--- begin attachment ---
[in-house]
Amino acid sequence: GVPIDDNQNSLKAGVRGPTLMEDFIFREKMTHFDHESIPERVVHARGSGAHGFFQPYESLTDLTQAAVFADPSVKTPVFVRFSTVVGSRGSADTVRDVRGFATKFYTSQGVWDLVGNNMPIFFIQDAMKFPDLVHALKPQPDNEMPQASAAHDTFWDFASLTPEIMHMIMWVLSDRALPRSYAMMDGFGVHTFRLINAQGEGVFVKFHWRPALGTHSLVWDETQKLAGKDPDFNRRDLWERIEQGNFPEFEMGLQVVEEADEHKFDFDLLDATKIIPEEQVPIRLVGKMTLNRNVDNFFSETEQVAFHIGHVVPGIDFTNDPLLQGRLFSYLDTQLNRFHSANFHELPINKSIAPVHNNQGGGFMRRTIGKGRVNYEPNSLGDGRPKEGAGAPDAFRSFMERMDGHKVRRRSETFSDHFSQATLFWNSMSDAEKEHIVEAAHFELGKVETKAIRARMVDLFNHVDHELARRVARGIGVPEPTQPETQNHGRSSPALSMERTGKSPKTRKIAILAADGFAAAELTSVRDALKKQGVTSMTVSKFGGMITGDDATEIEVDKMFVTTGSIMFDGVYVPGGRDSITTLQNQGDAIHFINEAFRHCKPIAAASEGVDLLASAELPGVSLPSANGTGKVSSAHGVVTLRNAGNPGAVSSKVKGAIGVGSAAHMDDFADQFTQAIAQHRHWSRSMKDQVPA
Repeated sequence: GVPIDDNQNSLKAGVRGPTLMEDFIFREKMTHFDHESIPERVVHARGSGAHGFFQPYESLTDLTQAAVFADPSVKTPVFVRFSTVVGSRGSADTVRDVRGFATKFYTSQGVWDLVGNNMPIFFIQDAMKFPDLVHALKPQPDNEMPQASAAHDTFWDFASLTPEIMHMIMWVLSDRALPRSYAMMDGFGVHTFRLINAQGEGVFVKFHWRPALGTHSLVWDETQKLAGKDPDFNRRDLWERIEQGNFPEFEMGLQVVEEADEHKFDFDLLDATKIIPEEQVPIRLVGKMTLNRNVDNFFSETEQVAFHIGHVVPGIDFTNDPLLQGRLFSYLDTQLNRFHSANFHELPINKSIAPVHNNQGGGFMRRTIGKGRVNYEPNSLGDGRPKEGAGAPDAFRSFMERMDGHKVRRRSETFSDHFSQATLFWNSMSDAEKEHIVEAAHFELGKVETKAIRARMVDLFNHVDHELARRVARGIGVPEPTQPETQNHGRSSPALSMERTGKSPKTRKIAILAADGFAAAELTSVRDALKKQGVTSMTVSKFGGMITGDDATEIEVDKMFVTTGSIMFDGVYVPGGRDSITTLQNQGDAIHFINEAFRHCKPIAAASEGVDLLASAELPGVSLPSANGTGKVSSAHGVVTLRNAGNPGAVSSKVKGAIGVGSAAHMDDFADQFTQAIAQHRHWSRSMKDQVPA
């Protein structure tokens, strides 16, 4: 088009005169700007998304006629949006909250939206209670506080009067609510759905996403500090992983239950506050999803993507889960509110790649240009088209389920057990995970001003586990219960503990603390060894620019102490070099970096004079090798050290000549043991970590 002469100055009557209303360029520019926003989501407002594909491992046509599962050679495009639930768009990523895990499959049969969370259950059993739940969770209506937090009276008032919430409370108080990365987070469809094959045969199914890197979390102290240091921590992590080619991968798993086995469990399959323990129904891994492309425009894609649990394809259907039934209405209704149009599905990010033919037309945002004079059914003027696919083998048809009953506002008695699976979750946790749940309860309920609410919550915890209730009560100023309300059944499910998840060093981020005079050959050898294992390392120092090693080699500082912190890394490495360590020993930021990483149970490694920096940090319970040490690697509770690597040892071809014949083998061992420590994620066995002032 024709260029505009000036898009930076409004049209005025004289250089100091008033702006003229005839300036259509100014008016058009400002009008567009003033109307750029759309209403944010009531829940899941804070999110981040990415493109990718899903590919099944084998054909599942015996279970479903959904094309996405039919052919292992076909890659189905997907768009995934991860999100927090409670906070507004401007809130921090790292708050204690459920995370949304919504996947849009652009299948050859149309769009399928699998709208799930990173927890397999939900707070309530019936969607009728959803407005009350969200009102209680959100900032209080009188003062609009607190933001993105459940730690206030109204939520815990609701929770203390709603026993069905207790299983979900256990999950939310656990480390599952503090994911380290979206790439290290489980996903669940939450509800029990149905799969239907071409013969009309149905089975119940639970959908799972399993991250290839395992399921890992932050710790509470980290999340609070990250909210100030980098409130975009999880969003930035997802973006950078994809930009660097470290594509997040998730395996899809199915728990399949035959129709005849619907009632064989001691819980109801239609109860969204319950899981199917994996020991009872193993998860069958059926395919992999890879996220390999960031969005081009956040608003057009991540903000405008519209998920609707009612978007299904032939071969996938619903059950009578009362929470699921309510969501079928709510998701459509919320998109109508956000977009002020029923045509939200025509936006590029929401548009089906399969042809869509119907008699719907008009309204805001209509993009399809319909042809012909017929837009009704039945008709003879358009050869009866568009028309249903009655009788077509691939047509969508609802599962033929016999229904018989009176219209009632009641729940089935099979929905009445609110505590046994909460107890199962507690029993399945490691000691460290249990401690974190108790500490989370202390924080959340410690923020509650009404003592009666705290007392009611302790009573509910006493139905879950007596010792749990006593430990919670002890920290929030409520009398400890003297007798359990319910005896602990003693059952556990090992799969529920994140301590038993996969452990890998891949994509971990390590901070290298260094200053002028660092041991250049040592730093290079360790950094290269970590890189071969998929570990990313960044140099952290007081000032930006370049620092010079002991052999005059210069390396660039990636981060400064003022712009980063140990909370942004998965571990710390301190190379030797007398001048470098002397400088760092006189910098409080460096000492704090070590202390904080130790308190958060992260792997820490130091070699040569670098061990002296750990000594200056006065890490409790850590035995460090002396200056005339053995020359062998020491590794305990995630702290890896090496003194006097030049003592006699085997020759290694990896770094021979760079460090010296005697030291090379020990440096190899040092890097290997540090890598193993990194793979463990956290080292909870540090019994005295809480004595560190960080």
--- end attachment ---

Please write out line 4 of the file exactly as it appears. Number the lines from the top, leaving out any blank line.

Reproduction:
């Protein structure tokens, strides 16, 4: 088009005169700007998304006629949006909250939206209670506080009067609510759905996403500090992983239950506050999803993507889960509110790649240009088209389920057990995970001003586990219960503990603390060894620019102490070099970096004079090798050290000549043991970590 002469100055009557209303360029520019926003989501407002594909491992046509599962050679495009639930768009990523895990499959049969969370259950059993739940969770209506937090009276008032919430409370108080990365987070469809094959045969199914890197979390102290240091921590992590080619991968798993086995469990399959323990129904891994492309425009894609649990394809259907039934209405209704149009599905990010033919037309945002004079059914003027696919083998048809009953506002008695699976979750946790749940309860309920609410919550915890209730009560100023309300059944499910998840060093981020005079050959050898294992390392120092090693080699500082912190890394490495360590020993930021990483149970490694920096940090319970040490690697509770690597040892071809014949083998061992420590994620066995002032 024709260029505009000036898009930076409004049209005025004289250089100091008033702006003229005839300036259509100014008016058009400002009008567009003033109307750029759309209403944010009531829940899941804070999110981040990415493109990718899903590919099944084998054909599942015996279970479903959904094309996405039919052919292992076909890659189905997907768009995934991860999100927090409670906070507004401007809130921090790292708050204690459920995370949304919504996947849009652009299948050859149309769009399928699998709208799930990173927890397999939900707070309530019936969607009728959803407005009350969200009102209680959100900032209080009188003062609009607190933001993105459940730690206030109204939520815990609701929770203390709603026993069905207790299983979900256990999950939310656990480390599952503090994911380290979206790439290290489980996903669940939450509800029990149905799969239907071409013969009309149905089975119940639970959908799972399993991250290839395992399921890992932050710790509470980290999340609070990250909210100030980098409130975009999880969003930035997802973006950078994809930009660097470290594509997040998730395996899809199915728990399949035959129709005849619907009632064989001691819980109801239609109860969204319950899981199917994996020991009872193993998860069958059926395919992999890879996220390999960031969005081009956040608003057009991540903000405008519209998920609707009612978007299904032939071969996938619903059950009578009362929470699921309510969501079928709510998701459509919320998109109508956000977009002020029923045509939200025509936006590029929401548009089906399969042809869509119907008699719907008009309204805001209509993009399809319909042809012909017929837009009704039945008709003879358009050869009866568009028309249903009655009788077509691939047509969508609802599962033929016999229904018989009176219209009632009641729940089935099979929905009445609110505590046994909460107890199962507690029993399945490691000691460290249990401690974190108790500490989370202390924080959340410690923020509650009404003592009666705290007392009611302790009573509910006493139905879950007596010792749990006593430990919670002890920290929030409520009398400890003297007798359990319910005896602990003693059952556990090992799969529920994140301590038993996969452990890998891949994509971990390590901070290298260094200053002028660092041991250049040592730093290079360790950094290269970590890189071969998929570990990313960044140099952290007081000032930006370049620092010079002991052999005059210069390396660039990636981060400064003022712009980063140990909370942004998965571990710390301190190379030797007398001048470098002397400088760092006189910098409080460096000492704090070590202390904080130790308190958060992260792997820490130091070699040569670098061990002296750990000594200056006065890490409790850590035995460090002396200056005339053995020359062998020491590794305990995630702290890896090496003194006097030049003592006699085997020759290694990896770094021979760079460090010296005697030291090379020990440096190899040092890097290997540090890598193993990194793979463990956290080292909870540090019994005295809480004595560190960080």